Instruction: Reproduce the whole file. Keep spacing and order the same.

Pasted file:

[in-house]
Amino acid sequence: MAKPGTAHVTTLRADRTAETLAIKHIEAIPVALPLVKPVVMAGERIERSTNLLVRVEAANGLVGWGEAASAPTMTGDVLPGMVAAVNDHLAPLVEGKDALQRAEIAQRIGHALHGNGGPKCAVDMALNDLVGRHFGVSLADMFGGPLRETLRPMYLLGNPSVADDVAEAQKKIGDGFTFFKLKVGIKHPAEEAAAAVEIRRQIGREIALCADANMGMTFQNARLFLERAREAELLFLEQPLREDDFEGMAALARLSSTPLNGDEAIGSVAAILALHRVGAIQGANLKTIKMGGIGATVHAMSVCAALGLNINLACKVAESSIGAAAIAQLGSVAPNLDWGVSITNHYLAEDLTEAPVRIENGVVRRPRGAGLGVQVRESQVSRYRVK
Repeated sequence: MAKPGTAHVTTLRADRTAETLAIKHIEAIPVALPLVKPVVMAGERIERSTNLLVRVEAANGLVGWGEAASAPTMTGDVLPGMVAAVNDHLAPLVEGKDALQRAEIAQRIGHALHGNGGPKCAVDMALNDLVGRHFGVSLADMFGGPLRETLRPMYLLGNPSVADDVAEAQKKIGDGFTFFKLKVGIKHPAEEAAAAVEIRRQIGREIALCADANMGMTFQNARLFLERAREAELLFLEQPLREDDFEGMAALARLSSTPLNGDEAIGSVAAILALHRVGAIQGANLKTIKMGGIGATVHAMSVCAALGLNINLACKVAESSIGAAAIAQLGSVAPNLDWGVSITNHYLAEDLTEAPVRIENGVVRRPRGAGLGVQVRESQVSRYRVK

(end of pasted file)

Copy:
[in-house]
Amino acid sequence: MAKPGTAHVTTLRADRTAETLAIKHIEAIPVALPLVKPVVMAGERIERSTNLLVRVEAANGLVGWGEAASAPTMTGDVLPGMVAAVNDHLAPLVEGKDALQRAEIAQRIGHALHGNGGPKCAVDMALNDLVGRHFGVSLADMFGGPLRETLRPMYLLGNPSVADDVAEAQKKIGDGFTFFKLKVGIKHPAEEAAAAVEIRRQIGREIALCADANMGMTFQNARLFLERAREAELLFLEQPLREDDFEGMAALARLSSTPLNGDEAIGSVAAILALHRVGAIQGANLKTIKMGGIGATVHAMSVCAALGLNINLACKVAESSIGAAAIAQLGSVAPNLDWGVSITNHYLAEDLTEAPVRIENGVVRRPRGAGLGVQVRESQVSRYRVK
Repeated sequence: MAKPGTAHVTTLRADRTAETLAIKHIEAIPVALPLVKPVVMAGERIERSTNLLVRVEAANGLVGWGEAASAPTMTGDVLPGMVAAVNDHLAPLVEGKDALQRAEIAQRIGHALHGNGGPKCAVDMALNDLVGRHFGVSLADMFGGPLRETLRPMYLLGNPSVADDVAEAQKKIGDGFTFFKLKVGIKHPAEEAAAAVEIRRQIGREIALCADANMGMTFQNARLFLERAREAELLFLEQPLREDDFEGMAALARLSSTPLNGDEAIGSVAAILALHRVGAIQGANLKTIKMGGIGATVHAMSVCAALGLNINLACKVAESSIGAAAIAQLGSVAPNLDWGVSITNHYLAEDLTEAPVRIENGVVRRPRGAGLGVQVRESQVSRYRVK